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Hardware Breakdown Presents: AMD Ryzen 2700X Processor


AMD's newest 2nd gen Ryzen processors (Codename Pinnacle Ridge) has now come to fruition and is ready to be installed into your trustee systems as it recently made its market launch two weeks ago to be exact. AMD has released a slew of processors to consumer market, but in this new installment of Hardware Breakdown, lets direct our focus on AMD's top end flagship, the Ryzen 2700X.

 Lets use our imagination a bit and get out our virtual tools and crack up open the Ryzen 2700X and examine the entire make up of the processor.


The Processors Overall Architecture

As with all of AMD's 2nd gen processors, the 2700X constructed on the Zen architecture, dubbed Zen+, I'm assuming the plus represents incremental improvements to the processor. It offers up higher clock speed, lower latency, more intelligent Precision Boost 2 algorithm which improves performance , system responsiveness, and power efficiency. Though the processor is using a more advanced technology from its last gen variant, still present is the AM4 infrastructure which is still compatible with the same socket, chipset and motherboards, users of course will have to update their BIOS/UEFI if you so desire to upgrade. Alongside the new processor comes an entirely new chipset, the X470.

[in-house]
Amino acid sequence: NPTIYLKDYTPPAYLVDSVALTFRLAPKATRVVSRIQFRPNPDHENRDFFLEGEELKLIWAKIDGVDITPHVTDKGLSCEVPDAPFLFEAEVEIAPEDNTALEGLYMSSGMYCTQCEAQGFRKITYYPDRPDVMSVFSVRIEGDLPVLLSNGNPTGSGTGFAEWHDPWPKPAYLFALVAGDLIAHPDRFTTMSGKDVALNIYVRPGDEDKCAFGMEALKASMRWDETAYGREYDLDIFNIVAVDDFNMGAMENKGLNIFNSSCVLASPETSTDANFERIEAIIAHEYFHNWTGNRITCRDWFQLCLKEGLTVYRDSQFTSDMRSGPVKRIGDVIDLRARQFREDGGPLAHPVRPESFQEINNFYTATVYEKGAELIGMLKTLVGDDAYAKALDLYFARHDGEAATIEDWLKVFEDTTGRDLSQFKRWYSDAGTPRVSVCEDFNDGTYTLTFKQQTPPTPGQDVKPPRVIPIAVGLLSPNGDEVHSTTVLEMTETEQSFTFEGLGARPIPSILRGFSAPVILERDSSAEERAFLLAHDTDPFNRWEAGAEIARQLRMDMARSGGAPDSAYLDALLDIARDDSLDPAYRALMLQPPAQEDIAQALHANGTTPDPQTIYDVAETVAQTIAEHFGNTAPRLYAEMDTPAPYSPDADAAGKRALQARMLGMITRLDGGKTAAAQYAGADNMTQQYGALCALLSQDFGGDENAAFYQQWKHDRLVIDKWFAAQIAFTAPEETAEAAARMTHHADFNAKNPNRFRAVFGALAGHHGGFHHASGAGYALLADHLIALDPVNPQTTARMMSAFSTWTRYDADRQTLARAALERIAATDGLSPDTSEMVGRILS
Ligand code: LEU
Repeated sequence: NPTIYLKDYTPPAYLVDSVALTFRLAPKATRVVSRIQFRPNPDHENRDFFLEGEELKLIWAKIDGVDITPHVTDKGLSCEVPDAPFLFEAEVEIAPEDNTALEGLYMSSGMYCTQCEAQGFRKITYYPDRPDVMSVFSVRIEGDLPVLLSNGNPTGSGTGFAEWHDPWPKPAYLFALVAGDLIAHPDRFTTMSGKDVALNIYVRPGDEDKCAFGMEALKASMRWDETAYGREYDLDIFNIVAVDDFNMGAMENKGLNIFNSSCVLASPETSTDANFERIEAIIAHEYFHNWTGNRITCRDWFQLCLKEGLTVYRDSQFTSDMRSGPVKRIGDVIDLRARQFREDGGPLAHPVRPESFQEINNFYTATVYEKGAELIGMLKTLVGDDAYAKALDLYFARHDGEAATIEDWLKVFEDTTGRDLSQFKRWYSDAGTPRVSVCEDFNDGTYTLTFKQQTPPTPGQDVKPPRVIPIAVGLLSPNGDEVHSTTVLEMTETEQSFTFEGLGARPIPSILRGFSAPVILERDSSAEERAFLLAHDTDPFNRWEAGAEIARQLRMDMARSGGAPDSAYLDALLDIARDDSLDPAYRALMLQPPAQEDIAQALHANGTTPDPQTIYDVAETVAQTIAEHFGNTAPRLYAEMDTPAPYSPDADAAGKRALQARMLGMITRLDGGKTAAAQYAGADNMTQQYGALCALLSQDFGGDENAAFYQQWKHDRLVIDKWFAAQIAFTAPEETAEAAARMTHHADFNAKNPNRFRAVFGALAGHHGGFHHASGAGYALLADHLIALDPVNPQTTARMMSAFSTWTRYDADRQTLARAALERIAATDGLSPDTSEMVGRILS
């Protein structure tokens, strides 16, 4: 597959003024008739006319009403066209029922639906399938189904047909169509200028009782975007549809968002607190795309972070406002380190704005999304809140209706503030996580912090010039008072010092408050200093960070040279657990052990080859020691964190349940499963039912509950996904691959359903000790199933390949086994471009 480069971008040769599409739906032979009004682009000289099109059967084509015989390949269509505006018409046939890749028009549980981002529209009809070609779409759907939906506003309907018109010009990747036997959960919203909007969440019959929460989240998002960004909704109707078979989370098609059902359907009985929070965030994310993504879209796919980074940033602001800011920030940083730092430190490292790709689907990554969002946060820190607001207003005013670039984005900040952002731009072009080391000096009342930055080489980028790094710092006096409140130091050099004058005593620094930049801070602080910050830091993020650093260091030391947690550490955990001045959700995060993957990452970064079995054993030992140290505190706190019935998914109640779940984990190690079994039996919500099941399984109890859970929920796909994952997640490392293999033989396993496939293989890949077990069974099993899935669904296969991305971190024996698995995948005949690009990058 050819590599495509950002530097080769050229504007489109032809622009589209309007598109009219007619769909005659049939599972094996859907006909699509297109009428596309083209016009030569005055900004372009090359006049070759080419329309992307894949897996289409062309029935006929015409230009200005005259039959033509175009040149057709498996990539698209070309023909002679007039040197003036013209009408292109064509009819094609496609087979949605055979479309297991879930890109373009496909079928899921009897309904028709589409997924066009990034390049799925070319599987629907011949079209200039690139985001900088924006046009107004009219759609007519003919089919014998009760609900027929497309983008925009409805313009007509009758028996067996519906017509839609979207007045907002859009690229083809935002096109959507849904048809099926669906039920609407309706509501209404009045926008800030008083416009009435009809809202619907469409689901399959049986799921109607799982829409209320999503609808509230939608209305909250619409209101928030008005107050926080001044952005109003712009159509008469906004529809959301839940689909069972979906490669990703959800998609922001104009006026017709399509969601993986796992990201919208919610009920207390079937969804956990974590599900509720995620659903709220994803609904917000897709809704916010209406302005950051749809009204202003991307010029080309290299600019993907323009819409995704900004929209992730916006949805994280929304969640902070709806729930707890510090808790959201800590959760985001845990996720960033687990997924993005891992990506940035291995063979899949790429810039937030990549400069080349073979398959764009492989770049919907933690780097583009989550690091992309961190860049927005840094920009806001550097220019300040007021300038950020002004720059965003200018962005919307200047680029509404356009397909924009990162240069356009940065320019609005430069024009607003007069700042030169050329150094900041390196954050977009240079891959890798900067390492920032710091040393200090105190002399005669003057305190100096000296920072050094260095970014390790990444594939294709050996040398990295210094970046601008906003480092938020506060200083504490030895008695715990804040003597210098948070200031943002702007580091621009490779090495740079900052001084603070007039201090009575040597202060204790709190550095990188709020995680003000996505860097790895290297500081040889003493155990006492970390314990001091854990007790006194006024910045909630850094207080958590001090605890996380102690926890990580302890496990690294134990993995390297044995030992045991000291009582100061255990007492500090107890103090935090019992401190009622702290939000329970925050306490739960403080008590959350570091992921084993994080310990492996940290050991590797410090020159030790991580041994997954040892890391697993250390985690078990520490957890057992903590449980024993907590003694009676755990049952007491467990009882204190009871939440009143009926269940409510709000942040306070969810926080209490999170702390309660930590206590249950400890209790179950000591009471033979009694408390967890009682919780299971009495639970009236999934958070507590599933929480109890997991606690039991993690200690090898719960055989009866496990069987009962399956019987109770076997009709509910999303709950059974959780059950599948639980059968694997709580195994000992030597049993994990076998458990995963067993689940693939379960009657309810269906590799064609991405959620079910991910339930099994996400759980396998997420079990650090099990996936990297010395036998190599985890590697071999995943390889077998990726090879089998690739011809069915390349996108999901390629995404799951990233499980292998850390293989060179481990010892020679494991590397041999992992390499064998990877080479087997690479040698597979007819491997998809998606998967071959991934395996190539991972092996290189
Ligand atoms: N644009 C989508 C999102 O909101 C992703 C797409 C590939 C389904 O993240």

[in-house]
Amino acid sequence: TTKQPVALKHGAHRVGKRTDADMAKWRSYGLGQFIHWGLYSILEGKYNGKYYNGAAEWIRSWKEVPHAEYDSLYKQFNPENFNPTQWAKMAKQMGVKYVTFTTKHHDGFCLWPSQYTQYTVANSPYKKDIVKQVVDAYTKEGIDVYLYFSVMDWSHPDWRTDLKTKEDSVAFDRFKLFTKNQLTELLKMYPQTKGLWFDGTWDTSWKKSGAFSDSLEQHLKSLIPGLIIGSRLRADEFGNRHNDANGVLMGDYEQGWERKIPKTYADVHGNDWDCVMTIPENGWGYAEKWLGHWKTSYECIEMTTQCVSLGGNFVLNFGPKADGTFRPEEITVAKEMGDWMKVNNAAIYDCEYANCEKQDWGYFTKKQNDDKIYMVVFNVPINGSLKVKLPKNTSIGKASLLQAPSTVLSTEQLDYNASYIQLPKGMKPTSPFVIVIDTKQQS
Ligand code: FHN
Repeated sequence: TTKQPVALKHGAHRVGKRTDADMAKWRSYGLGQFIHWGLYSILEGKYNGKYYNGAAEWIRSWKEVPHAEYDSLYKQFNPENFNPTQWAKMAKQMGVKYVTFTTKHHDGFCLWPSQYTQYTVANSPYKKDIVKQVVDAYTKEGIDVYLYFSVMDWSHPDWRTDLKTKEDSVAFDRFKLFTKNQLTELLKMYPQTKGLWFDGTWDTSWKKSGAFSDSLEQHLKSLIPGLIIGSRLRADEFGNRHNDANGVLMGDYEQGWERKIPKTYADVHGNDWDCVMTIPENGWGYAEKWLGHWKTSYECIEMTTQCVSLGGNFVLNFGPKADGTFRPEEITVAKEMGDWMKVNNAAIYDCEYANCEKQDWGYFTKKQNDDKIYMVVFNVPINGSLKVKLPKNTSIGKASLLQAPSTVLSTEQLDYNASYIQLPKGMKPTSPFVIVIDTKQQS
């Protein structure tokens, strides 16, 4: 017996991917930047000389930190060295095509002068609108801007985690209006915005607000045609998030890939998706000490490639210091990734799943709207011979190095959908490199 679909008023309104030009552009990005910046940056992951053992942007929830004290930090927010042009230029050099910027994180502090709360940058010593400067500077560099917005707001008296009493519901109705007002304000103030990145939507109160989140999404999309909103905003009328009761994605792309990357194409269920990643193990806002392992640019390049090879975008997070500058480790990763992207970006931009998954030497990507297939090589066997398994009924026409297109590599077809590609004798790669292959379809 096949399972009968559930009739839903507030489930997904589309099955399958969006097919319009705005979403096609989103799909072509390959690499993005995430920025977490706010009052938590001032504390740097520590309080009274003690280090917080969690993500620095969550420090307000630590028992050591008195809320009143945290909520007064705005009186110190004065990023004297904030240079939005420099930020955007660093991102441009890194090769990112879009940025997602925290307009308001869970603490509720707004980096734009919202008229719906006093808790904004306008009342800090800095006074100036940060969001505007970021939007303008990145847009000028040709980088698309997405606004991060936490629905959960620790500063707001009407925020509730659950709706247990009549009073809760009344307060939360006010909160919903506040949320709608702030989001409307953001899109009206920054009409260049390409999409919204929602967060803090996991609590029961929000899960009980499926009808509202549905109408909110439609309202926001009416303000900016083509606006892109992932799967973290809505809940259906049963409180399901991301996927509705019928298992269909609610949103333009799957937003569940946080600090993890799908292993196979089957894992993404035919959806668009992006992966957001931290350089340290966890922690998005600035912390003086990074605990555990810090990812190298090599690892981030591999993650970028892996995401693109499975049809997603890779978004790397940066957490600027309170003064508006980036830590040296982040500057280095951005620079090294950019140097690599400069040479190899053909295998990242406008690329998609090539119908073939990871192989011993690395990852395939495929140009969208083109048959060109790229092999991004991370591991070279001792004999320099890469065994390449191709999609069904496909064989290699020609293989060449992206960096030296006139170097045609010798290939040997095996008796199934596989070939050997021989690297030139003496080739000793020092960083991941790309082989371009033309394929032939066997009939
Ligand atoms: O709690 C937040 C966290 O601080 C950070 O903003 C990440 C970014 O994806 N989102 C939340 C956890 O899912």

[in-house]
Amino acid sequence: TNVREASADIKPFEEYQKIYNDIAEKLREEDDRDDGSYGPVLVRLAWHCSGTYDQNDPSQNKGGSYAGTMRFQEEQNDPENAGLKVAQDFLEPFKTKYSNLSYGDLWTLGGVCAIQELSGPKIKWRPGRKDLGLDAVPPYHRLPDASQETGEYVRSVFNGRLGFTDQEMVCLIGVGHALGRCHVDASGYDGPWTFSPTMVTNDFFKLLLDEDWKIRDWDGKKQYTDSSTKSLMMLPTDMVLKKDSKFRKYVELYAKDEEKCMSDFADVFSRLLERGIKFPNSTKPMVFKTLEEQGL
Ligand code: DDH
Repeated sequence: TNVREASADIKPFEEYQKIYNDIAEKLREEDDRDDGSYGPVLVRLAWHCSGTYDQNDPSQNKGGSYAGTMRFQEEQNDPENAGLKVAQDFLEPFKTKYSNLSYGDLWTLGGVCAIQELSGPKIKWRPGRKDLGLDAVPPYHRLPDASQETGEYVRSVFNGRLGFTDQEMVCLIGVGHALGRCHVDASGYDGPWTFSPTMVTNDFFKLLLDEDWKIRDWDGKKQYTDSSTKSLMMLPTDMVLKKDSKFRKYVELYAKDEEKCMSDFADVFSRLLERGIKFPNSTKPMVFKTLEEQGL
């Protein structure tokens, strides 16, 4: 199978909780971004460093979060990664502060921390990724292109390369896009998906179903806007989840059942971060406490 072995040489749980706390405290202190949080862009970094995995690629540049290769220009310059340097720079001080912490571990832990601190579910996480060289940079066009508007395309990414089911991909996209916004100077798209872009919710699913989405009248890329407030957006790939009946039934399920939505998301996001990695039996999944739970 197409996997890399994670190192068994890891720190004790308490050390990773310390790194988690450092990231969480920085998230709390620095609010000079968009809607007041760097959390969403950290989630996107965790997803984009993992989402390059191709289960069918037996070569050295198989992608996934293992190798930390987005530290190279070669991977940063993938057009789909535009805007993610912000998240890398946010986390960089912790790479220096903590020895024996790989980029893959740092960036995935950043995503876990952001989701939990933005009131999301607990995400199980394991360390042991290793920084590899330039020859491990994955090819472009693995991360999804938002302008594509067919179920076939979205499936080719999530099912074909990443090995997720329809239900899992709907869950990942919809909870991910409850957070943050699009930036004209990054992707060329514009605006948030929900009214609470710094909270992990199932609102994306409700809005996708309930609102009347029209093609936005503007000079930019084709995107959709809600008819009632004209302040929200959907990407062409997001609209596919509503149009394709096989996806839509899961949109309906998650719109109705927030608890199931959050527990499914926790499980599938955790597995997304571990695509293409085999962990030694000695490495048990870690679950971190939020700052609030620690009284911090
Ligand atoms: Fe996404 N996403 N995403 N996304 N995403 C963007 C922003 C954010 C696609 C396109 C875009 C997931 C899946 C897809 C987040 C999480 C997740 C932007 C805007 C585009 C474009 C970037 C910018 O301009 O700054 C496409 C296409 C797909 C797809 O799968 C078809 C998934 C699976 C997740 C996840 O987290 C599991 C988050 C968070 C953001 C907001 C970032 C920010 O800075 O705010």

The Frequencies

The base clock frequency on the Ryzen 7 2700X have increased by about 100MHz coming in at 3.7GHz with a boost clock at 4.3GHz . Much faster than the previous gen processor which should definitely enhance overall performance.

The Cache

Splitting the Cache each have a significant bump up in numbers, L1 cache have 768KB, L2 cache 4MB and L3 cache 6MB. Higher cache numbers means there should be a reduced amount of energy output and rapid access to data from the computers main memory.


Smaller Nanometer FinFet

Smaller nm (nanometers) means components within the chip are made smaller, in the  case of the Ryzen 2700X it have a 12nm process, minus 2 from last years model which was 14nm.

Much Higher TDP by Default

Probably the one drawback with the Ryzen 2700X is the thermal design power wattage by default exceeds up to 105, thus causing the temperature within the processor to max out at 85' C ( 185' F) .



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